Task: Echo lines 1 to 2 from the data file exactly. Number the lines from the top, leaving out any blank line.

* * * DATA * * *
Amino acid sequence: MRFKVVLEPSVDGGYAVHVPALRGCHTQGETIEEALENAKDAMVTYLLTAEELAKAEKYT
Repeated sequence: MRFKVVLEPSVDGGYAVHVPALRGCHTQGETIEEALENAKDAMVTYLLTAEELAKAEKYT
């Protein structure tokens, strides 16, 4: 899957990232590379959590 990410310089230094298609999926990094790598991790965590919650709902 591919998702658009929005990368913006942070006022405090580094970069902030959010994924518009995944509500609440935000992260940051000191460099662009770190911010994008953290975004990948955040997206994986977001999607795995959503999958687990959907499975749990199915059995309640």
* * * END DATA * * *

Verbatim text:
Amino acid sequence: MRFKVVLEPSVDGGYAVHVPALRGCHTQGETIEEALENAKDAMVTYLLTAEELAKAEKYT
Repeated sequence: MRFKVVLEPSVDGGYAVHVPALRGCHTQGETIEEALENAKDAMVTYLLTAEELAKAEKYT